Anyone build their own house (Alberta) - Page 3 - The Combine Forum
 28Likes
Reply
 
LinkBack Thread Tools
post #21 of 133 (permalink) Old 02-16-2018, 10:40 PM
Senior Member
 
Join Date: Aug 2012
Location: Vermilion Alberta Canada
Posts: 5,344
Mentioned: 5 Post(s)
Quoted: 2342 Post(s)
Ya it works good to be the contractor. Pick your own crews and do all those crap jobs no one wants to do but make a big difference. Go for the foam basement - but get a crew to do that experienced and certified. Also cover the exterior 2x6 walls in foam 2" minimum. Get the window thickness 2x6 plus 2" foam.

Best is 2x4 wall, then vapour barrier, then 6 inches hard foam on the exterior. Crib out windows. All electrical etc is inside the vapour barrier, use Roxal insulation, spray foam everything that isn't 16" like corners, etc. Do the whole rim joist in basement with spray foam. You won't even need AC, and not much of a furnace. Be sure to put in an air to air exchanger.

In AB, all you need is engineered roof trusses and floor trusses to be fully inspected and passed for building. County will do land permit, inspectors will provide building permit and an outline of inspection schedules at what stage.

Get the floor truss, not those plywood things, with boxes built in for duct mains and no drilling. Everything can be above so you have a clean ceiling in the basement.

Our insurance company did a full inspection of the house, looked for all certifications and permits. We had a few deficiencies like panel not on breaker box, handrail, no fire extinguisher and they gave us 6 months to finish them or they would cancel insurance. Our agent said if that happens, no other company will pick you up without a full reinspection of completed everything - something that is quite new, but they are getting pretty sticky.

Absolutely be the main contractor - its a great job.

mustard likes this.
BrianTee is offline  
Sponsored Links
Advertisement
 
post #22 of 133 (permalink) Old 02-16-2018, 10:45 PM Thread Starter
jvw
Senior Member
 
jvw's Avatar
 
Join Date: Apr 2011
Location: central Alberta
Posts: 943
Mentioned: 0 Post(s)
Quoted: 271 Post(s)
Quote:
Originally Posted by SouthernSK View Post
We did our own ICF forms and it is not that difficult. They give you about a r 25 when you are done. If you get any snow or ice inside the forms before you pour it is not good. The heated cement will not melt it out whcih will result in voids. If you are doing it in winter you want to do it quickly because it is hard to keep the ice and stuff out of it. Once you get ice on the bottom on top of the footing it is very hard to melt and dry it out.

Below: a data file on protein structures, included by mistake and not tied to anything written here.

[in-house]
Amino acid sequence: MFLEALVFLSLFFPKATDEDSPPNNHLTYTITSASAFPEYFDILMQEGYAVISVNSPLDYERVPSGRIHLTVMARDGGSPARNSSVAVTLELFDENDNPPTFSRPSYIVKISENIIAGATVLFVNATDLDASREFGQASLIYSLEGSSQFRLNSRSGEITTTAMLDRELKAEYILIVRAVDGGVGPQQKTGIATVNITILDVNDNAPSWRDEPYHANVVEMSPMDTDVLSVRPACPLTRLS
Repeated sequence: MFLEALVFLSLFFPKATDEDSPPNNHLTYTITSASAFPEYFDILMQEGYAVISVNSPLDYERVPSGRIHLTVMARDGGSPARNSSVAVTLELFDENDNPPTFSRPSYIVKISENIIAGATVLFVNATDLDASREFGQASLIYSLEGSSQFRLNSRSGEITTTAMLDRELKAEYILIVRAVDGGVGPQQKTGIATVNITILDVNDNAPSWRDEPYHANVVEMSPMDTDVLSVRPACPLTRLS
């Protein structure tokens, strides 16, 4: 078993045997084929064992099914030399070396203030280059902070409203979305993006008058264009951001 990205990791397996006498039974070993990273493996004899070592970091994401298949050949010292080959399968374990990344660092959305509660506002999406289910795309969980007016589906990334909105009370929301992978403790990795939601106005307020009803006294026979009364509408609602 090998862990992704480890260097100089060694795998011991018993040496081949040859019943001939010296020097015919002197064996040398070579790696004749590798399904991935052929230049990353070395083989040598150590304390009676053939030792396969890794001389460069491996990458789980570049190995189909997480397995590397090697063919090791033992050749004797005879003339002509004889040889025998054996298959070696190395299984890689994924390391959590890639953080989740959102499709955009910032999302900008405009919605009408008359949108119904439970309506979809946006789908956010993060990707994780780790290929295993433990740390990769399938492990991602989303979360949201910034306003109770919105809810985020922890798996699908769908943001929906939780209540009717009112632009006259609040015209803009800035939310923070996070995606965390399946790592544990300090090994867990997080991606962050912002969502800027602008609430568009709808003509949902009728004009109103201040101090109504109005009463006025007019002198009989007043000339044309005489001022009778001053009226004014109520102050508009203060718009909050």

Did you do your own pours as well?

So what is the realistic cost of the ICF? Not finding anything specific, just comparisons. Is the costly part the concrete, or are the forms really that expensive? The reason we are looking at this is that my wife grew up in Russia where virtually everything is built out of bricks and concrete, with brick fences topped with razor wire plus an armed guard at the gate. So compared to that, a wood frame house just doesn't seem secure. Bricks not being a viable option, so this was a compromise. I just can't see the payback on energy bills ever being worth the investment. But there is a saying about happy wife, she's been tolerating living in a "manufactured home" for over 12 years without anyone breaking through a wall in all this time( if they really wanted to they could come in the unlocked doors and save a lot of trouble) and divorces are expensive too.


Justin Trudeau, accomplishing miracles since 2015, making Pierre Elliot look smart, competent and western friendly.
jvw is offline  
post #23 of 133 (permalink) Old 02-16-2018, 10:49 PM Thread Starter
jvw
Senior Member
 
jvw's Avatar
 
Join Date: Apr 2011
Location: central Alberta
Posts: 943
Mentioned: 0 Post(s)
Quoted: 271 Post(s)
Being prime contractor, do you end up taking on any liabilities for the crews on site? Assuming they are all their own sub contractors with their own WCB, there shouldn't be any issues that could fall back on the prime is there?